Helping Youth Manage Back to School Anxiety

Strategies to help parents during the start of a new school year

With the COVID-19 pandemic still a concern, many families may feel anxious about returning to school. Although some families are excited to be back in person, there may also be some lingering health concerns that can create feelings of anxiety about the return to the classroom. Here are some tips to help deal with your child’s anxiety.

Boy wearing mask in front of school
  1. Talk to your child. Allow them to express their feelings about going back to school. Listen to your child and validate their thoughts and emotions. Be encouraging but don’t try to “solve” their issues. Keeping an open dialogue with your child can also encourage them to continue to come to you in the future for other concerns. 

  1. If some of your child’s anxiety is related to feeling safe from COVID, Make sure you have information about COVID  from a trusted source, like the Centers for Disease Control and Prevention. Also know what the policies and guidelines are for your local schools and other common locations your child will be. Share these guidelines with your child to help emphasize the safety measures that are in place and to reassure them about what is being done to help them stay healthy.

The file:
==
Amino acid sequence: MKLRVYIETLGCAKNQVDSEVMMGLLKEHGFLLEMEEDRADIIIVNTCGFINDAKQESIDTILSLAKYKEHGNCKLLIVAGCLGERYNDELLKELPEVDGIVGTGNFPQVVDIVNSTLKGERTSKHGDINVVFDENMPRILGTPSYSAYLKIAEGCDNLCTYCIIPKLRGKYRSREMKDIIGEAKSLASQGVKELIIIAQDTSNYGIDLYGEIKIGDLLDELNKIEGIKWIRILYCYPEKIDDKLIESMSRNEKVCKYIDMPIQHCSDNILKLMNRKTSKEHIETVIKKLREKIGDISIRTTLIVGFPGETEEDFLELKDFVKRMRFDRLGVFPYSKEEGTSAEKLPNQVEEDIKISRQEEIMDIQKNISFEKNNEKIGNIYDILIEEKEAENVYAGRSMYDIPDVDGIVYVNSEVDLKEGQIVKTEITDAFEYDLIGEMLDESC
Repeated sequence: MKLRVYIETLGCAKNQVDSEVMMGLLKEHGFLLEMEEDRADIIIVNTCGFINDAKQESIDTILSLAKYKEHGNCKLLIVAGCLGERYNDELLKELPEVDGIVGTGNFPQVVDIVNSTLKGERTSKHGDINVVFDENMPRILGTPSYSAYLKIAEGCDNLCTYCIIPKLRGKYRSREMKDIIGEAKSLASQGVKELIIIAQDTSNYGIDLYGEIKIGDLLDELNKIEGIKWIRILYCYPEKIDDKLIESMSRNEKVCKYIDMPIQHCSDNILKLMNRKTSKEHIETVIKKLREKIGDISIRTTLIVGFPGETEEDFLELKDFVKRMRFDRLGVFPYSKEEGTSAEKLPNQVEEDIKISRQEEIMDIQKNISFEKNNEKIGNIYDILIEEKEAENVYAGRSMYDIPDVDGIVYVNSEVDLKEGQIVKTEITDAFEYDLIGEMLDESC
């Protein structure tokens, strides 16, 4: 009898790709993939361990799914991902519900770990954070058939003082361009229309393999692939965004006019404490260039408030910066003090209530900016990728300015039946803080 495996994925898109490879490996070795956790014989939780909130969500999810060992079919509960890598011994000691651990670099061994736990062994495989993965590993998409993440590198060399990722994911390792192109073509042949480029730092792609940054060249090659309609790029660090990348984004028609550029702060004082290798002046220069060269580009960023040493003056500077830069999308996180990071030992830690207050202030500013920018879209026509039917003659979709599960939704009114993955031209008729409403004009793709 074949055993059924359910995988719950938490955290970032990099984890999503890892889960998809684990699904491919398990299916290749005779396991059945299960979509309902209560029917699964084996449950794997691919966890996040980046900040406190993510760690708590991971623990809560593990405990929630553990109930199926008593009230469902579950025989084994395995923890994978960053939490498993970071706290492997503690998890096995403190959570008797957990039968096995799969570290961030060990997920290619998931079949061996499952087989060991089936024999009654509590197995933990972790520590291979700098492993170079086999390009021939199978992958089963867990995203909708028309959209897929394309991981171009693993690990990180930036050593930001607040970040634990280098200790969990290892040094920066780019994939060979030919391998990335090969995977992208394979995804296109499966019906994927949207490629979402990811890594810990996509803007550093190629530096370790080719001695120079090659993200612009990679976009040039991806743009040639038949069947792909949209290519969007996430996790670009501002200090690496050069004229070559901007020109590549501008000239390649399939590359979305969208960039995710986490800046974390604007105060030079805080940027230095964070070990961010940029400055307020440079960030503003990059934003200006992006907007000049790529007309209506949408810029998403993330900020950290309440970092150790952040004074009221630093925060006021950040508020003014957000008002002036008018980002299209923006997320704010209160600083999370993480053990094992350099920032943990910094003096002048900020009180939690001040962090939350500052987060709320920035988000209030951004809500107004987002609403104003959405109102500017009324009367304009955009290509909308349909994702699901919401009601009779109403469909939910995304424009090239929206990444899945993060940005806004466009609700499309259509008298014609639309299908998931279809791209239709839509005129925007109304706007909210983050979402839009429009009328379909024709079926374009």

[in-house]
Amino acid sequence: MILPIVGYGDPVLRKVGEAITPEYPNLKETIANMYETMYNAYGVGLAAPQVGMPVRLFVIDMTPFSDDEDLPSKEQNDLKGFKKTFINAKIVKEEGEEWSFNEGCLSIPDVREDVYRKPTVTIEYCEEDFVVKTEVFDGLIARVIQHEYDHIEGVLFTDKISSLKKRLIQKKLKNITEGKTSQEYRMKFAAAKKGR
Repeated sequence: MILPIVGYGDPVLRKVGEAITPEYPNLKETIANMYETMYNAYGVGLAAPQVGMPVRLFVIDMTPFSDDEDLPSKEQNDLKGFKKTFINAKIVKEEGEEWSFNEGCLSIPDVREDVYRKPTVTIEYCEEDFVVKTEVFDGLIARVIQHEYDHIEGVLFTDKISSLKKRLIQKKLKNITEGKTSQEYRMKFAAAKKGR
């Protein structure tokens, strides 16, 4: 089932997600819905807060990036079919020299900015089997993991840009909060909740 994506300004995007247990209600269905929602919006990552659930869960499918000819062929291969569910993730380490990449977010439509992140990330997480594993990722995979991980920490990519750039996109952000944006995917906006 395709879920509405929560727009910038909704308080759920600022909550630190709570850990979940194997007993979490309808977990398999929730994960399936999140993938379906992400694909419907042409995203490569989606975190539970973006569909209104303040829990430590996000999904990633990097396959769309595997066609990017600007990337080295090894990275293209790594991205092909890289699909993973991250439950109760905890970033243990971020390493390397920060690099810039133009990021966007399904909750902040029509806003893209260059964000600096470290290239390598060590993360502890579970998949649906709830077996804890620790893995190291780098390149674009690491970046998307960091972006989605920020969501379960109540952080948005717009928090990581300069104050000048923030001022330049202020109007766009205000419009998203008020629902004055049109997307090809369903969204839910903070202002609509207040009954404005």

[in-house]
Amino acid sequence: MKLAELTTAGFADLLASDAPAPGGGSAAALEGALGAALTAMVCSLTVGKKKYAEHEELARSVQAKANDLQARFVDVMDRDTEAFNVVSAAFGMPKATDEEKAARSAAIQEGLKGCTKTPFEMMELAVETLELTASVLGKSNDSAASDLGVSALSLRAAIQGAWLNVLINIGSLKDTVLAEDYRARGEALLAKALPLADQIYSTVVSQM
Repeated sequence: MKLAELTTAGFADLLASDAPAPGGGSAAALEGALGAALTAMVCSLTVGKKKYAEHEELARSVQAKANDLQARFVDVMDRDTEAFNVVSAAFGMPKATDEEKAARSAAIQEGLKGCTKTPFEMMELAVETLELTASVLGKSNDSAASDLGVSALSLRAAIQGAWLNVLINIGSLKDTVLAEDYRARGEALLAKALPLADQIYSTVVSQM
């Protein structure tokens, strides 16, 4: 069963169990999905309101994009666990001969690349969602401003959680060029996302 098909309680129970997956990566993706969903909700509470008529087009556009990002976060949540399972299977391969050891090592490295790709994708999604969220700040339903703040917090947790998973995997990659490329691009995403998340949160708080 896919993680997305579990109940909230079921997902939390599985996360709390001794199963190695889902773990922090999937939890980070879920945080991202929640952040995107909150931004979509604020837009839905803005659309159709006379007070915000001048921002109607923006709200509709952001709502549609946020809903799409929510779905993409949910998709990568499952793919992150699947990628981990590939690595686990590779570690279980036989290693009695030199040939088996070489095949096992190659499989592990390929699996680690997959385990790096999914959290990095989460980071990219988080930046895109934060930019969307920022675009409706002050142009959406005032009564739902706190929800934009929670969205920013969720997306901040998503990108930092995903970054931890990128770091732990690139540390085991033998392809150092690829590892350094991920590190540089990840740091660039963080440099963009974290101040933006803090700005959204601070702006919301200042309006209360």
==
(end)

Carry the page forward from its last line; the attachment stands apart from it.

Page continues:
School children wearing masks
  1. Model anxiety management. Children learn by watching us and children will notice if you are also anxious. Practice managing your emotions and showing children healthy ways to handle anxiety. 

  1. Keep up with routines or create new ones. Routines help children feel safe and secure. Keep up with family routines as much as possible or create new routines together. Predictability can help children and adults alike feel a sense of calm and reassurance. 

  1. Watch for signs of mental health concerns. Check out this blog for more information about the signs and symptoms of anxiety and depression in youth. Sometimes these feelings can lead to thoughts of suicide. Read more about suicide prevention measures in this blog post. This blog post also shares how youth might display suicidal behaviors in different settings (school, home, etc). If you need more help, view this page for a list of resources in New Hampshire and nationally.

Author(s)

Kendra Lewis
Youth & Family Resiliency State Specialist
Assoc State Spec Professor
Phone: (603) 862-2495
Office: Cooperative Extension, Pettee Hall Rm GO5C, Durham, NH 03824

Michael Young
Youth & Family Program Leader
Phone: (603) 862-1805
Office: Cooperative Extension, Taylor Hall, Durham, NH 03824